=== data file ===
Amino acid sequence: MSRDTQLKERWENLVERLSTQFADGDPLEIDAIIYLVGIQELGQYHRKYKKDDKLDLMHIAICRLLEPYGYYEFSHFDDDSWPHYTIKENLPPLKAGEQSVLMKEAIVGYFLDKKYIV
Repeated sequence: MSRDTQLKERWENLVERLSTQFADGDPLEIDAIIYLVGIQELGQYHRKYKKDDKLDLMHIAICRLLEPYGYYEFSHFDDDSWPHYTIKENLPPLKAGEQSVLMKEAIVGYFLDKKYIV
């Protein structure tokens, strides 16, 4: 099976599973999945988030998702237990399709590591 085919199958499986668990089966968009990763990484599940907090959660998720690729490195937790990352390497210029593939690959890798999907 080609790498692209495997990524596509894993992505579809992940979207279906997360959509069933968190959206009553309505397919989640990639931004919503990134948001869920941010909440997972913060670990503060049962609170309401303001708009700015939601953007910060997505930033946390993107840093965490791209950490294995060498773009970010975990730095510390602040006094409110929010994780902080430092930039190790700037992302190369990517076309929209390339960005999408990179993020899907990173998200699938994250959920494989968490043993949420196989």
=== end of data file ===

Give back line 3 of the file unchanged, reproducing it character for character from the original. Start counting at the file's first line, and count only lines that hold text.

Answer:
């Protein structure tokens, strides 16, 4: 099976599973999945988030998702237990399709590591 085919199958499986668990089966968009990763990484599940907090959660998720690729490195937790990352390497210029593939690959890798999907 080609790498692209495997990524596509894993992505579809992940979207279906997360959509069933968190959206009553309505397919989640990639931004919503990134948001869920941010909440997972913060670990503060049962609170309401303001708009700015939601953007910060997505930033946390993107840093965490791209950490294995060498773009970010975990730095510390602040006094409110929010994780902080430092930039190790700037992302190369990517076309929209390339960005999408990179993020899907990173998200699938994250959920494989968490043993949420196989």